Doors Closing

Sometimes I feel like writing about my Social Media experience and generally, at least in the last few years, it naturally falls into the form of a complaint. 

People who know me online sometimes advise me to just leave it alone. Social Media is a bit like City Hall, they say, you can’t fight it. Just go with the flow of it and leave it alone. No good can come of constantly picking at it and moaning about it. I agree with all of that and, taking their advice, I have left it alone for quite a long time now, preferring instead to plough my own furrow and let things be.

My excuse for this post, which will be about Social Media and which will probably involve at least some level of complaining, is that I want to explain something. I wanted to explain why my Social Media presence is gradually getting less and less and less.

And it is. 

I tweet less and less, I update Facebook less and less and Instagram remains a wonderfully warm and entertaining mystery to me. In trying to explain the reasons for this, I may moan a bit. Forgive me. After this, I will once again plough my furrow and do my best with what I have.

I stopped and thought a bit about my Social Media this week. You may note that I generally say ‘My Social Media’ rather than referring to Social Media in general. If I’ve learned one thing about this beast, over the years, it is that everybody’s experience is different. To try to generalise too much is to fail before you begin. So if none of this rings in any way true for you, so be it. I completely understand. 

So, yeah, where was I? Oh right, I stopped and thought. I tried to think of a suitable metaphor for what my current social media experience is like. Eventually, I decided it was like a door, more specifically a lift door. You know the type, chrome plated, a little glass maybe. Two halves gliding apart to let you in and then coming together to close tight.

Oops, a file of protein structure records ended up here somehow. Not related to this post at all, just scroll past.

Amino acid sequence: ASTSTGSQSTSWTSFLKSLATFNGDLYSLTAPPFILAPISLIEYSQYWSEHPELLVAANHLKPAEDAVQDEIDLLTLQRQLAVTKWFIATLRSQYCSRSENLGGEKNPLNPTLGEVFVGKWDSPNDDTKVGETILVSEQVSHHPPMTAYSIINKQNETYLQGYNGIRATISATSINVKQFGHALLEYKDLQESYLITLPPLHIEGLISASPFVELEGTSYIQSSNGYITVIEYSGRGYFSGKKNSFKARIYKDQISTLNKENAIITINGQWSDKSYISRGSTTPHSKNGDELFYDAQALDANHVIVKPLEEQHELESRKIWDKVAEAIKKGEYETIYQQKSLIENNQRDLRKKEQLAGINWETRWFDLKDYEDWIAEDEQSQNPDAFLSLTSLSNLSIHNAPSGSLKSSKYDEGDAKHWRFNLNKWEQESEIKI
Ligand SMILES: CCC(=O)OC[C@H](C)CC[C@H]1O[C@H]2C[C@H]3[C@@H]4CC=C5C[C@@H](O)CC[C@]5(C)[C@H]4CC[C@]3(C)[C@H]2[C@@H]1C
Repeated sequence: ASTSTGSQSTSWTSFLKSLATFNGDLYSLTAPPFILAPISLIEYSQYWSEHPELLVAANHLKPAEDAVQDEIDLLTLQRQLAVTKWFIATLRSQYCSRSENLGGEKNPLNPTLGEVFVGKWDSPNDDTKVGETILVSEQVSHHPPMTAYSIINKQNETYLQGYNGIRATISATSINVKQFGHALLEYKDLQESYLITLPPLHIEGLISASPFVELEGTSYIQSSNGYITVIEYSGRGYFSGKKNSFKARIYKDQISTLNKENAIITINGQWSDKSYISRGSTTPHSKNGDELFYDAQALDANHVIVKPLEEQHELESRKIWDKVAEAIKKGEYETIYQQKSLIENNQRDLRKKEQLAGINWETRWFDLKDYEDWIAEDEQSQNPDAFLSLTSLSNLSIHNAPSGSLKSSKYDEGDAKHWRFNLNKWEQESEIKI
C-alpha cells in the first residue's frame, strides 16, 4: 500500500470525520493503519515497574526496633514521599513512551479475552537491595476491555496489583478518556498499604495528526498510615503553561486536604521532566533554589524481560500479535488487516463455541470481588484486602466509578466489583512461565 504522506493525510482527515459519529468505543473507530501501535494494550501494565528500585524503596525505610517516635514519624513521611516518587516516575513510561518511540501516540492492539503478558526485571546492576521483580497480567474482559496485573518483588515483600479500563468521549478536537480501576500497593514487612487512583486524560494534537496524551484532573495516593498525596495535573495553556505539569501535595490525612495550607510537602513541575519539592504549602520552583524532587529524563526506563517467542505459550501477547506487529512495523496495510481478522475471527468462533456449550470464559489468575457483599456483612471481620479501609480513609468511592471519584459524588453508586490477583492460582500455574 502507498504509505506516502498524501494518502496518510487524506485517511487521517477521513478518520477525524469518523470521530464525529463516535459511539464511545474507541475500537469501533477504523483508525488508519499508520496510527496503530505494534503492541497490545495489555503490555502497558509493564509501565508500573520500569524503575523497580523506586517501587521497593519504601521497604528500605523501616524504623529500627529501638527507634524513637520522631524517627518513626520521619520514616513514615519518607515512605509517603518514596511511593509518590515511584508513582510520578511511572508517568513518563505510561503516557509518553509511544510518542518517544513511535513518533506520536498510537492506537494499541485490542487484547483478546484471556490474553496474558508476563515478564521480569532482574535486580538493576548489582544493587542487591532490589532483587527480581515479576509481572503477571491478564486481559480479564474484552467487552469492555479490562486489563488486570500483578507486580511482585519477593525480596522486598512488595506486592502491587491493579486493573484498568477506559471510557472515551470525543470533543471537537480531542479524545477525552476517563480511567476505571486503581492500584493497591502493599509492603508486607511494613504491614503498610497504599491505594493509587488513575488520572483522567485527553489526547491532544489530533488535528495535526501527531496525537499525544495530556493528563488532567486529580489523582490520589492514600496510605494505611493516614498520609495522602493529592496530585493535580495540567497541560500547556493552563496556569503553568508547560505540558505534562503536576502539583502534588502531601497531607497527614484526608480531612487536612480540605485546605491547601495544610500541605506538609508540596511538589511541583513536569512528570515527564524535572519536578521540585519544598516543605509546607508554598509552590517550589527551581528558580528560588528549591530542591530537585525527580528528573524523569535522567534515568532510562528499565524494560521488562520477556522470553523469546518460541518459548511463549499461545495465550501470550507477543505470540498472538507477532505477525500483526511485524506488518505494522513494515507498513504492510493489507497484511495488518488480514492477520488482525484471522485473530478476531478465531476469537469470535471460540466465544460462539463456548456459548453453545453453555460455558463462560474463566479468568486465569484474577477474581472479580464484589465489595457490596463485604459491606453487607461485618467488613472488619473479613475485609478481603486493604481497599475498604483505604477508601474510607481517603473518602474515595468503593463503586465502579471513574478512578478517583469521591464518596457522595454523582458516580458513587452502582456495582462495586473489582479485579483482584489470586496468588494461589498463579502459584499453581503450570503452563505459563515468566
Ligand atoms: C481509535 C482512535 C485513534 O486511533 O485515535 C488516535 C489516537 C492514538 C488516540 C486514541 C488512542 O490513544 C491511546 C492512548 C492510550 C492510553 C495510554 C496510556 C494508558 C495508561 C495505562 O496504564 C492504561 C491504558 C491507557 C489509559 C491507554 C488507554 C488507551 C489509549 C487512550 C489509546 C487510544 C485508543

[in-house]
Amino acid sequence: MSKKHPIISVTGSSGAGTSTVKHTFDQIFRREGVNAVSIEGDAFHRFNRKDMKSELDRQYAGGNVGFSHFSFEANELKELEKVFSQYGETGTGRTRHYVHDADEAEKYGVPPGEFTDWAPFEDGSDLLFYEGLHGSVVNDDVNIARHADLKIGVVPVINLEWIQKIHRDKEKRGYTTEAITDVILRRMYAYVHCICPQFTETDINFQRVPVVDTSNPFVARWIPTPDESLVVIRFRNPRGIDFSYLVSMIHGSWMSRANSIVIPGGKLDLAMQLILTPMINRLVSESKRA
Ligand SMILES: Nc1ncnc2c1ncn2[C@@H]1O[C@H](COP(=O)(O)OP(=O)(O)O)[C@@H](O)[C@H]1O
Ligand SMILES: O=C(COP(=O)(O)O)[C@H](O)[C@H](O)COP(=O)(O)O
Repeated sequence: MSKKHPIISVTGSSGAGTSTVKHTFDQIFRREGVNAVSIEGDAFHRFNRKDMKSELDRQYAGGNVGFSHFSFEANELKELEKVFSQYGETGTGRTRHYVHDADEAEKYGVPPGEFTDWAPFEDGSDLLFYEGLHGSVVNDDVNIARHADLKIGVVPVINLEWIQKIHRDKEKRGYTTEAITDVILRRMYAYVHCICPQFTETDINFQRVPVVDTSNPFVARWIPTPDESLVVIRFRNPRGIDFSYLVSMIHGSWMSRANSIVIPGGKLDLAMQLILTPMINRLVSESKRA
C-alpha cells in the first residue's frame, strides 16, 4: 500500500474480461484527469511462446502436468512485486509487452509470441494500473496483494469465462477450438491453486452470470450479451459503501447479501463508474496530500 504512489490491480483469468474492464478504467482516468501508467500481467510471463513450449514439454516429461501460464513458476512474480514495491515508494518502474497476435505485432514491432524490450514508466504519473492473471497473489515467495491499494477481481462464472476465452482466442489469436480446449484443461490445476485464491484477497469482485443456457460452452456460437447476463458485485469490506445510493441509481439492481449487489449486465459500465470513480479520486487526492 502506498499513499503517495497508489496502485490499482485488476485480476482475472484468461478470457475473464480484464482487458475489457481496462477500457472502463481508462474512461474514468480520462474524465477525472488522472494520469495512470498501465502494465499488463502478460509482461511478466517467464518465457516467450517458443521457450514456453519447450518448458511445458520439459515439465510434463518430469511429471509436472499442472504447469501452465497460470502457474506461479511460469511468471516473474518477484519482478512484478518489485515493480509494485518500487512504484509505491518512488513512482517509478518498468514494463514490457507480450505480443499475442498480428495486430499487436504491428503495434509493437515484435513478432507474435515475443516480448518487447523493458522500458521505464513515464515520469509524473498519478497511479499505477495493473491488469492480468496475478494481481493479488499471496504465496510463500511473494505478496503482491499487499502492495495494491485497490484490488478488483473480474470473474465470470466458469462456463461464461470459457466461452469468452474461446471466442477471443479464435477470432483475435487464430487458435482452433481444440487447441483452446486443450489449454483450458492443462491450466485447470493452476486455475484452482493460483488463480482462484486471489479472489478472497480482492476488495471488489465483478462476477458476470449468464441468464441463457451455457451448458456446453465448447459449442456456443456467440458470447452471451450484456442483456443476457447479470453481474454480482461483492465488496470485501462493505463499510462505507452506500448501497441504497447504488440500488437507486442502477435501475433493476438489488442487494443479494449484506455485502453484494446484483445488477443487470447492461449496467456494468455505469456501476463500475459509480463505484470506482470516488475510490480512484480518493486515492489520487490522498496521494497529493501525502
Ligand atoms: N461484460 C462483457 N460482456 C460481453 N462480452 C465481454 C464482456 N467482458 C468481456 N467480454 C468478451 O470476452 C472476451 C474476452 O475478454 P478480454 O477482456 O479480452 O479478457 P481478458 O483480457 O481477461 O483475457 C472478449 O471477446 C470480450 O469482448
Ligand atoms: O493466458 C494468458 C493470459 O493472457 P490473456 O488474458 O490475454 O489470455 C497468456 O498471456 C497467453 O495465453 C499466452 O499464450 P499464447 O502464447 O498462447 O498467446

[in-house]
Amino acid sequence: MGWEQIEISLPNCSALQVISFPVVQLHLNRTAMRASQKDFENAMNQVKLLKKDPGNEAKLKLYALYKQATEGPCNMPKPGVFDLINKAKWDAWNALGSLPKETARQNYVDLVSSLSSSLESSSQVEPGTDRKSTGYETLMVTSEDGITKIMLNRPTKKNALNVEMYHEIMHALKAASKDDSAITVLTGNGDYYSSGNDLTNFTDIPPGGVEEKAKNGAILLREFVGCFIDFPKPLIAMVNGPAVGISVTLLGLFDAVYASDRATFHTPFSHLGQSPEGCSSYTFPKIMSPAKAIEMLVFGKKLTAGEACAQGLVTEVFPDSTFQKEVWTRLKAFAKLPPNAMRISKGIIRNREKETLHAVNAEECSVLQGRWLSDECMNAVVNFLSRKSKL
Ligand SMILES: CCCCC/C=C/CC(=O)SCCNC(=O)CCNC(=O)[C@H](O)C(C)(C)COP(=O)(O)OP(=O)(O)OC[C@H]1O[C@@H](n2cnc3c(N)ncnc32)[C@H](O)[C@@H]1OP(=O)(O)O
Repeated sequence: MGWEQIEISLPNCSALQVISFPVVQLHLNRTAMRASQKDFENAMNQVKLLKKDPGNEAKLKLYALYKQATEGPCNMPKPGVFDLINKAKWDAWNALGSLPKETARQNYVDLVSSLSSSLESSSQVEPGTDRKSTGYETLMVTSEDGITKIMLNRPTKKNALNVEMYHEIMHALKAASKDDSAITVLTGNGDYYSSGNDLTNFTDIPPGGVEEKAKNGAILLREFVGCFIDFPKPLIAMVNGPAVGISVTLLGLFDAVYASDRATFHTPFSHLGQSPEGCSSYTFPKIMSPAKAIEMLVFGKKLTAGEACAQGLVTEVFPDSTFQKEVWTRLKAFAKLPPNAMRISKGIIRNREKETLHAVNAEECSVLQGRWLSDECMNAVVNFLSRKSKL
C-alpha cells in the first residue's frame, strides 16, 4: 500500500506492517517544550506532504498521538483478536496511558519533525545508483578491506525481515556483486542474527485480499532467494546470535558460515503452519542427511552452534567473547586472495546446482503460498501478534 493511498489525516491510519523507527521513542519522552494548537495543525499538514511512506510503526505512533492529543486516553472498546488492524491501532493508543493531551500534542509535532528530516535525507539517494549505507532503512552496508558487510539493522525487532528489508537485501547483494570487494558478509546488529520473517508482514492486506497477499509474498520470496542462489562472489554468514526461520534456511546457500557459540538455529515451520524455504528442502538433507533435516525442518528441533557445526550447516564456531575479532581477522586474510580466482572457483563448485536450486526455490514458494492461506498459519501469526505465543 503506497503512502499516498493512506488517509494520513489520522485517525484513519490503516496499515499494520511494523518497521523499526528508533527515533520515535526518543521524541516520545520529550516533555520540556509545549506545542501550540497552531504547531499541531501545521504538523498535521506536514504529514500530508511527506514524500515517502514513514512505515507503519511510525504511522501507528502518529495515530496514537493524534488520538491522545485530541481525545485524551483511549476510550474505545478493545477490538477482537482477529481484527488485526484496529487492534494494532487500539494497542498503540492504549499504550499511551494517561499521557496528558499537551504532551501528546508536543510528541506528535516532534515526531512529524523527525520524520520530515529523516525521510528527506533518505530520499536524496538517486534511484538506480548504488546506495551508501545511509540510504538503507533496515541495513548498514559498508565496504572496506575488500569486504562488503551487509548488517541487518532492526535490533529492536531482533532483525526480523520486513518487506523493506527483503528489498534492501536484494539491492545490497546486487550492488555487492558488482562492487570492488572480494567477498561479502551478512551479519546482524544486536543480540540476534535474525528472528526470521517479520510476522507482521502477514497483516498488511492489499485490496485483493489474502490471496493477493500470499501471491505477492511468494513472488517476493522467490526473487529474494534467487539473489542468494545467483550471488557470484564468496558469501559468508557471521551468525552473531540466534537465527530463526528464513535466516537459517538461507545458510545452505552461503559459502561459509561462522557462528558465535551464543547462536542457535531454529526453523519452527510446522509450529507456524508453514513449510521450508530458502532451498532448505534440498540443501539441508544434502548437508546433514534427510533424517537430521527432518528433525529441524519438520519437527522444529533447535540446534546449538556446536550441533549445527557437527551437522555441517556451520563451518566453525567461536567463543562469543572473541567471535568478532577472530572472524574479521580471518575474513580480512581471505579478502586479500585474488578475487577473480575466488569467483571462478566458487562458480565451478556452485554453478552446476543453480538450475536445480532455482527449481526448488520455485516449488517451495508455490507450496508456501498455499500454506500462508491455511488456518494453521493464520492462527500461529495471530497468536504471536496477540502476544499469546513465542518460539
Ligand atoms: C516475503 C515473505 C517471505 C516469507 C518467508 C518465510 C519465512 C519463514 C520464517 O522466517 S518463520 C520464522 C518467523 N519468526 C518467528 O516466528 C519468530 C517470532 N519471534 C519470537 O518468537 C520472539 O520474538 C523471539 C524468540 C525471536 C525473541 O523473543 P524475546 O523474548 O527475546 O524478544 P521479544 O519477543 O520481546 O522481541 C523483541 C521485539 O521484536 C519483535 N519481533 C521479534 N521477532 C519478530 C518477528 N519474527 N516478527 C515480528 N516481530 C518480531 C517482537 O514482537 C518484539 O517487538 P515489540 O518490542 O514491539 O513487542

In the early days, all my online friends and acquaintances were in the lift and I was outside, looking in. They were all squashed a bit tightly together in there, such that you couldn’t always tell exactly where one person ended and another began. But they were generally a smiley communicative group who I murmured stuff into and who usually murmured back. The doors of the lift were wide open, they never closed, and the good folk inside never seemed to want to be anywhere else.

Over the years, the doors gradually started to move together. Slowly, almost imperceptibly, the two leaves began to slide shut. It became harder to hear the people inside and it became harder for them to hear you. The voices of the people on the outer edges of the lift car were lost the soonest as the doors eased shut but the central core remained visible and communicative. There was a sense of… well, closure I suppose but it was so slow and so subtle that it didn’t really seem to matter at all.

These days, the doors are almost closed tight. It is hard to shout something through the crack and make yourself heard. It is harder still to hear what is being shouted out from inside. Apart from the ever-diminishing gap between the lift doors, there is also the ever increasing noise of the lift machinery. Louder and louder if growls, making it hard to say or hear anything at all.